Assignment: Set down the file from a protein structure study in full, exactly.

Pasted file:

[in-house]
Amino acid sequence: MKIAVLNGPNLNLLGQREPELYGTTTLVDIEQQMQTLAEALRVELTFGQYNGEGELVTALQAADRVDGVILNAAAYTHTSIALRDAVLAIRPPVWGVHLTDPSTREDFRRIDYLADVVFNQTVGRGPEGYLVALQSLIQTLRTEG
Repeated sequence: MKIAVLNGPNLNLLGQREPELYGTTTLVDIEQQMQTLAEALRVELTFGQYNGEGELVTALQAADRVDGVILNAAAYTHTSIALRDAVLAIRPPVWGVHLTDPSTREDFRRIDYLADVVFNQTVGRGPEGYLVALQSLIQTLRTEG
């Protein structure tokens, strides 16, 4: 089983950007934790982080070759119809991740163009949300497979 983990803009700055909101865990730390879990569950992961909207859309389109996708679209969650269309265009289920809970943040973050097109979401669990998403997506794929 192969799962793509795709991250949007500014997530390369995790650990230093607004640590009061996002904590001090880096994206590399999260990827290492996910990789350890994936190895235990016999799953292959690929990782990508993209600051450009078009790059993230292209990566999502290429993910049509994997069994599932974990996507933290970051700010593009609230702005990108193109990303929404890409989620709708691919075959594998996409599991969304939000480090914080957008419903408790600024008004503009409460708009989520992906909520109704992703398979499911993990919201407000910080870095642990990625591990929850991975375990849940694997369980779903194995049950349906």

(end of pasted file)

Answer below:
[in-house]
Amino acid sequence: MKIAVLNGPNLNLLGQREPELYGTTTLVDIEQQMQTLAEALRVELTFGQYNGEGELVTALQAADRVDGVILNAAAYTHTSIALRDAVLAIRPPVWGVHLTDPSTREDFRRIDYLADVVFNQTVGRGPEGYLVALQSLIQTLRTEG
Repeated sequence: MKIAVLNGPNLNLLGQREPELYGTTTLVDIEQQMQTLAEALRVELTFGQYNGEGELVTALQAADRVDGVILNAAAYTHTSIALRDAVLAIRPPVWGVHLTDPSTREDFRRIDYLADVVFNQTVGRGPEGYLVALQSLIQTLRTEG
């Protein structure tokens, strides 16, 4: 089983950007934790982080070759119809991740163009949300497979 983990803009700055909101865990730390879990569950992961909207859309389109996708679209969650269309265009289920809970943040973050097109979401669990998403997506794929 192969799962793509795709991250949007500014997530390369995790650990230093607004640590009061996002904590001090880096994206590399999260990827290492996910990789350890994936190895235990016999799953292959690929990782990508993209600051450009078009790059993230292209990566999502290429993910049509994997069994599932974990996507933290970051700010593009609230702005990108193109990303929404890409989620709708691919075959594998996409599991969304939000480090914080957008419903408790600024008004503009409460708009989520992906909520109704992703398979499911993990919201407000910080870095642990990625591990929850991975375990849940694997369980779903194995049950349906």